For the past several years, the Undergraduate Government of Boston College has been headed by pragmatic leaders with visions of success largely dependent on the proclivities of the administration.
See: Nanci Fiore-Chettiar, BC ’15, whose administration started several successful initiatives, like the “What I Be” project, but had trouble initiating the conduct reform promised in her platform. Thomas Napoli, BC ’16, started trying to expand free speech policies while he was still a senator, but ultimately ended up with a compromise that changed nothing more than the structure of the University free speech proposal. Most recently, Russell Simons, MCAS ’17, campaigned on an ambitious platform that involves, most dramatically, the addition of a new student center.
Since Fiore-Chettiar first took office, shifts in the administration have made the University more amenable to working with the student body. Dean of Students Thomas Mogan has made an exemplary effort to get to know and interact with the student body. He appears at football tailgates, protests, and the Plex with enough regularity that students see him, rather than University President Rev. William P. Leahy, S.J., as their primary caretaker. This positive relationship isn’t accidental—the last several UGBC administrations seem to have made a point to develop a relationship that will benefit both the administration and the students.
The downside to that is the inevitable compromise. Napoli’s vision of expanded free speech provisions for students—like open protests and spaces to hang banners on O’Neill quad—never came to fruition because months of meetings with administrators led to a compromise that changed very little. Regardless, those months of meetings left a solid base of conviviality and compromise between students and administrators.
The newest UGBC president and executive vice president have the advantageous opportunity of coming to office in a time when the demands of students are sitting on a solid bedrock of compromise and symbiosis between student leaders and administrators. Although only a third of the student body voted, Akosua Achampong and Tt King, both MCAS ’18, were elected by a 1,226 point margin to the highest office in Chestnut Hill. The overwhelming student support for the winning team, particularly in the Lynch School of Education and the Connell School of Nursing, shows that the student body is behind them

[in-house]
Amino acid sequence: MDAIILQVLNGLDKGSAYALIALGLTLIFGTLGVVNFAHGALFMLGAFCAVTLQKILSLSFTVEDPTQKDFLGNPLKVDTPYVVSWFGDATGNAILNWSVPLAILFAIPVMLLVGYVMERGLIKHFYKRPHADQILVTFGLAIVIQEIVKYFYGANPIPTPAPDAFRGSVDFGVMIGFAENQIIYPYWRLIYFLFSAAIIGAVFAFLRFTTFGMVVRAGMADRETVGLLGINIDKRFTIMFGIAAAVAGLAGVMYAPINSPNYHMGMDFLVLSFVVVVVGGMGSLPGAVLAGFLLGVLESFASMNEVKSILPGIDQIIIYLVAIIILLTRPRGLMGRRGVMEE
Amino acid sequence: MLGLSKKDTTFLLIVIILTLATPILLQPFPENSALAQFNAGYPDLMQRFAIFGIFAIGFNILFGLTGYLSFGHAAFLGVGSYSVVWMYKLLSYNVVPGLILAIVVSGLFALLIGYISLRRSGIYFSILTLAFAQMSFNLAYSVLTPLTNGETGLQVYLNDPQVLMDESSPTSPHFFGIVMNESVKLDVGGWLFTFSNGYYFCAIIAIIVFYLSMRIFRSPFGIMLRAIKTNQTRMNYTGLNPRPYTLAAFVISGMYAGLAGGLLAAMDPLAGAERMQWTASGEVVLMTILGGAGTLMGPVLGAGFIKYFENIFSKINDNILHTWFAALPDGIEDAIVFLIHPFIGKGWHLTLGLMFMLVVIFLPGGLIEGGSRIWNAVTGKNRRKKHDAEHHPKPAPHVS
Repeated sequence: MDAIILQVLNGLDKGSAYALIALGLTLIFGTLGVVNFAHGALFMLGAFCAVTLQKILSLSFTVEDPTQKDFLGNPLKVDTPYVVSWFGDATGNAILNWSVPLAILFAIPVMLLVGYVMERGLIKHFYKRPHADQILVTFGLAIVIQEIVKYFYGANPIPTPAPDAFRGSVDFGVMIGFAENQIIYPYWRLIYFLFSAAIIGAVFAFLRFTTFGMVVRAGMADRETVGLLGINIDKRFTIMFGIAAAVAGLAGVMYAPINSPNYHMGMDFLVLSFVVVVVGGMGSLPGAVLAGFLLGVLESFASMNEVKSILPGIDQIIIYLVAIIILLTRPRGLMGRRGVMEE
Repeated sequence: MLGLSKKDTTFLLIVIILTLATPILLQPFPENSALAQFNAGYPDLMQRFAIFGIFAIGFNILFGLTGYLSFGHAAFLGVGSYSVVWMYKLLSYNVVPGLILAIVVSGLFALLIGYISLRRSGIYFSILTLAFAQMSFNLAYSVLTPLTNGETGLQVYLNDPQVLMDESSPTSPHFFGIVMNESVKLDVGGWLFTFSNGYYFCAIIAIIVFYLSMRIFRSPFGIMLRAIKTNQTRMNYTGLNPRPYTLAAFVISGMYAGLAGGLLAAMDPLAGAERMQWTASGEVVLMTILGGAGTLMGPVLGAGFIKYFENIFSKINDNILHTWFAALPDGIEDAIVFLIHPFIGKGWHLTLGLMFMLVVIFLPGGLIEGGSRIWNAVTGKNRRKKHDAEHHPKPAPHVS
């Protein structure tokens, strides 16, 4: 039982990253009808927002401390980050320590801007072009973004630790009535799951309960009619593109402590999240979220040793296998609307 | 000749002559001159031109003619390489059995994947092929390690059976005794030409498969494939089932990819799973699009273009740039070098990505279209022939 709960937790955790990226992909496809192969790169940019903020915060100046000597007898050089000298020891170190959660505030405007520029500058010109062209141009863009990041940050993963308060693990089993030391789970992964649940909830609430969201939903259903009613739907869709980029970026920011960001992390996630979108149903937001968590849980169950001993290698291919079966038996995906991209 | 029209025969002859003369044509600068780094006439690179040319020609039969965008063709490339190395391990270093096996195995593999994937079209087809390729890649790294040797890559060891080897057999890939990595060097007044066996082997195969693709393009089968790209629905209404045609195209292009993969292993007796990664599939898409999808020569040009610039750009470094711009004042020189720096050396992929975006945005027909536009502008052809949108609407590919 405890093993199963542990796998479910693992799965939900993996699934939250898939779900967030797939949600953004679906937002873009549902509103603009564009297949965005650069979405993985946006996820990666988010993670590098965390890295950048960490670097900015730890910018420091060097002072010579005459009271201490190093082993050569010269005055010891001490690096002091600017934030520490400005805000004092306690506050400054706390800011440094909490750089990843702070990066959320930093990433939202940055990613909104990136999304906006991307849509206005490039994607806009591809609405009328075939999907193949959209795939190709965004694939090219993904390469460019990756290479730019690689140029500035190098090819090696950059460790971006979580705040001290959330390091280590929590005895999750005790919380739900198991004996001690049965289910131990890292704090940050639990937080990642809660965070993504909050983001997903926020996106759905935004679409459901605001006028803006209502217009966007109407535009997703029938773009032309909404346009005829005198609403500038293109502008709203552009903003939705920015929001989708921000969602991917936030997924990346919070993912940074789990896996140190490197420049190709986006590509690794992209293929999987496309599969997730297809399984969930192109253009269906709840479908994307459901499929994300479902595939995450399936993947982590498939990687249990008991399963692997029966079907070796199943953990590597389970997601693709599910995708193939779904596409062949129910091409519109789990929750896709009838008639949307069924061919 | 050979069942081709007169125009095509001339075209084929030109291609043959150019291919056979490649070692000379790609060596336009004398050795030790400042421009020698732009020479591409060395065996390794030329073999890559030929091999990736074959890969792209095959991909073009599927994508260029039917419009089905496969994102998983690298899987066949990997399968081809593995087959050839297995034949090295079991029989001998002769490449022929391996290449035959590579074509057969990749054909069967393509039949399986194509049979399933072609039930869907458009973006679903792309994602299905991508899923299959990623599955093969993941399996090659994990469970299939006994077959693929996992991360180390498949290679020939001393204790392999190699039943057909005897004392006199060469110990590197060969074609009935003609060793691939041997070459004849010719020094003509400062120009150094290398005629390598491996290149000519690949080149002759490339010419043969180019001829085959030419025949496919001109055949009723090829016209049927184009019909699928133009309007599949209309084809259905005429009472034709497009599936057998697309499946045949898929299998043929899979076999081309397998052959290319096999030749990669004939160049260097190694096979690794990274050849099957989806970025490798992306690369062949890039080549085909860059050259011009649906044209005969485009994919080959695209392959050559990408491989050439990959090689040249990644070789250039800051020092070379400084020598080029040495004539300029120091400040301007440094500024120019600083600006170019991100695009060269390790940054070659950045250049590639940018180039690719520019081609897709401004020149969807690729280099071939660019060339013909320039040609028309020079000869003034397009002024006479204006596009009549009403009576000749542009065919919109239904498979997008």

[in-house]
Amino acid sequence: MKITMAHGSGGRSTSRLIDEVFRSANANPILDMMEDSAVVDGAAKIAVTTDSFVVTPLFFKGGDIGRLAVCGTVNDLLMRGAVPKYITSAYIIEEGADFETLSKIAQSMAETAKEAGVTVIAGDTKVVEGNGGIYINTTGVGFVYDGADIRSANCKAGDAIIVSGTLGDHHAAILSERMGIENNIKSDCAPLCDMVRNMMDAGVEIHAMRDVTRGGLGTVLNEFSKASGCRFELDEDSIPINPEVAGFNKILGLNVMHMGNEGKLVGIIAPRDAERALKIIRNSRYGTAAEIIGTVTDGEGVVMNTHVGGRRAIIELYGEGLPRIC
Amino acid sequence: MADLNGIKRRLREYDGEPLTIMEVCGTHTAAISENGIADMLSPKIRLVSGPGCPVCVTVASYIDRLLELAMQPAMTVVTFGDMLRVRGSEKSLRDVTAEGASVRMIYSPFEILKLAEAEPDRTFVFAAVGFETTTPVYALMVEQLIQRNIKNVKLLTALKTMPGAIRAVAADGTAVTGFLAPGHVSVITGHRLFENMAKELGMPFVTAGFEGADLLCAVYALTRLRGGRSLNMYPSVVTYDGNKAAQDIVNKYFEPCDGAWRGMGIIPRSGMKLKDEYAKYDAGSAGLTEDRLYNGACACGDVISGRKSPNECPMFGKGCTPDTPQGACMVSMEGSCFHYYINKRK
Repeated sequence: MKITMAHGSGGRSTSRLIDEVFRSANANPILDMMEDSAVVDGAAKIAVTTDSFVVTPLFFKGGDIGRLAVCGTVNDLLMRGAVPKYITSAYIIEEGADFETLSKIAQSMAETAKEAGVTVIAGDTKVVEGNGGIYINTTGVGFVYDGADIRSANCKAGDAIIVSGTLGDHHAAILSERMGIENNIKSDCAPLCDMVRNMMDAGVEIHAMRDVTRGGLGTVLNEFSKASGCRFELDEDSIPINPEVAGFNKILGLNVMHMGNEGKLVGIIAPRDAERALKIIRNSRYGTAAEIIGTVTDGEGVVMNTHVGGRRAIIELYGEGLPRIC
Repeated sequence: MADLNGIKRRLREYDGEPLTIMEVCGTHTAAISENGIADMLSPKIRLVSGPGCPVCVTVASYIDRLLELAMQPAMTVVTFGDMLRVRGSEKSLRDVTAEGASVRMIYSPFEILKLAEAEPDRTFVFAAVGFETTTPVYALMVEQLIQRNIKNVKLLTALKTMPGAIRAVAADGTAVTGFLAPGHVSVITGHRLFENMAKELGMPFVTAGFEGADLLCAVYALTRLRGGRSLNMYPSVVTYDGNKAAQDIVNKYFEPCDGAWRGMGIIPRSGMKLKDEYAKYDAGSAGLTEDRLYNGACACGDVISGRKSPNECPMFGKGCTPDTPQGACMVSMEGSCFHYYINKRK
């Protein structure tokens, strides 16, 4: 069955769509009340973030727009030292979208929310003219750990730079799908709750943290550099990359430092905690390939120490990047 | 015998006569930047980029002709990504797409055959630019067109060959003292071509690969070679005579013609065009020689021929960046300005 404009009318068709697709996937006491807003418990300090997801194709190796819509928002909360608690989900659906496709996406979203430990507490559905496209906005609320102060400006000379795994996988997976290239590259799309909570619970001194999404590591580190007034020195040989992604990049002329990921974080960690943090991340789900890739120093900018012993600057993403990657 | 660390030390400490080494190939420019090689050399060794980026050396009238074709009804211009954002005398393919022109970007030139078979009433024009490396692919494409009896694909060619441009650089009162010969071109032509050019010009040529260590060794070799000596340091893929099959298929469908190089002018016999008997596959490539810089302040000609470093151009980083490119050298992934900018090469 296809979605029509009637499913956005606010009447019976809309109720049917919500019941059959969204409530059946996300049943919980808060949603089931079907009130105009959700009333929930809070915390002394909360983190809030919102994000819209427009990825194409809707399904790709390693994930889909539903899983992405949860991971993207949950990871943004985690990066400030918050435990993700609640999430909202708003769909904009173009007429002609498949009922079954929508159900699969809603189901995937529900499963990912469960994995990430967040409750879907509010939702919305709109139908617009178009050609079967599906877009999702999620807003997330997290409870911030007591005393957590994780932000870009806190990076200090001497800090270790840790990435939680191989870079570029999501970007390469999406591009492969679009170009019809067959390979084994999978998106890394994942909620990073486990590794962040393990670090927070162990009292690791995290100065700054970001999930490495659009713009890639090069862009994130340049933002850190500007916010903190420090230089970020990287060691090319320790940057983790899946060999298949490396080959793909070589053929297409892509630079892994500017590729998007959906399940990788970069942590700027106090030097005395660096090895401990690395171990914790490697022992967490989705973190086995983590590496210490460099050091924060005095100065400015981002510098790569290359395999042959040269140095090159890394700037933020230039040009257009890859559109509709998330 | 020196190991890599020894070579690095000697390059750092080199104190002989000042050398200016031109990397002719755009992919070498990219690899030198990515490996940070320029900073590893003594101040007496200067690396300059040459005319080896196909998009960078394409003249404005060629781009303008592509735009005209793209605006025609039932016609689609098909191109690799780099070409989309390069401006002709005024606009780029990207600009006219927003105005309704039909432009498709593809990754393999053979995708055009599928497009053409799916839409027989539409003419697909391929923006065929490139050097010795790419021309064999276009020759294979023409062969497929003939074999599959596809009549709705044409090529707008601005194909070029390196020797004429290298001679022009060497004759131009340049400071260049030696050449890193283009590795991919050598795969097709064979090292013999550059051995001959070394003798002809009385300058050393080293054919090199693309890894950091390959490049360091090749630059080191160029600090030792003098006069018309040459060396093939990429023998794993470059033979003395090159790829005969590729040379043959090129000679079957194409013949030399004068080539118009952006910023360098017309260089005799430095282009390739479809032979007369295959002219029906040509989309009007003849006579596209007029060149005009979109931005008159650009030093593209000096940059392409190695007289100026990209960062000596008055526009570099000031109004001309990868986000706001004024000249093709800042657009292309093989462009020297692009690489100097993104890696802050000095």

Achampong and King will need this support. Their platform outlines a purposeful idea for a University that more broadly supports the needs of low-income students, students of color, students who identify as LGBTQ+, and others whose needs have not been prioritized, policies that have been challenging for past UGBC executives. In the “Student Experience” section of their platform, nearly all of the first steps include working with a University office.
Achampong has served as the chair of the AHANA Leadership Council, a position that has brought her in and out of negotiations with members of the administration. This experience, coupled with a University community primed for change and an administration that is seemingly less obstinate than in prior years, Achampong and King face viable conditions for legitimate policy change of the kind that challenged their predecessors. They have the chance to push harder, ask for more, and likely get it, considering the favorability of campus. There will still be compromise—there always is—but now, there could be less.
To make policy change that impacts the lives of the most students, the duo ought to focus their energies on the issue of free speech on campus. They seem to want to do this: a whole section of their platform is about the need for transparency, including the promotion of student autonomy to hold protests without asking permission, and the installment of a student on the Board of Trustees. (Currently, the UGBC president and EVP give regular presentations to the Board about student issues, but they are not given a say on policy goals or plans). To focus on free speech would be to dive back into the priorities that dogged the 2015 UGBC leadership. But, with better support and a president unafraid to be both an activist and a leader, this might be the year.
“I will speak up for something so long as it is the truth and I feel that it is right,” Achampong said to The Heights in a recent interview. “And that’s just who I am, that is me … And I don’t know that my activism would hurt my relationship with administration because like I’m saying, I just want BC to be the best version of itself.”
The system in place seems to have worked for the past school year—there have been several well-attended protests, most notably the Silence is Violence march that included an intersectional group of students and faculty. But the system, like any system predicated on an uneven power dynamic, shows signs of breaking down. Members of Eradicate BC Racism have repeatedly received sanctions for holding unregistered protests. The sanctions aren’t unexpected, since these protesters are breaking University rule, but they do indicate that the future of BC’s friendly protest policies may be in jeopardy.
And this holds true unless there is a change that makes spontaneous demonstrations possible, that allows students to advertise with fliers even if they aren’t part of a registered student group, and that encourages faculty and students to push against a system that rewards compromise. That is, a system that requires permission slips to hold peaceful protests. Legions of UGBC leaders have tried to change this, mostly without success. Now, Achampong and King have support from all sides to push harder on free speech and make headway for student rights that have been missing in the past.
Featured Image by Zoe Fanning / Heights Editor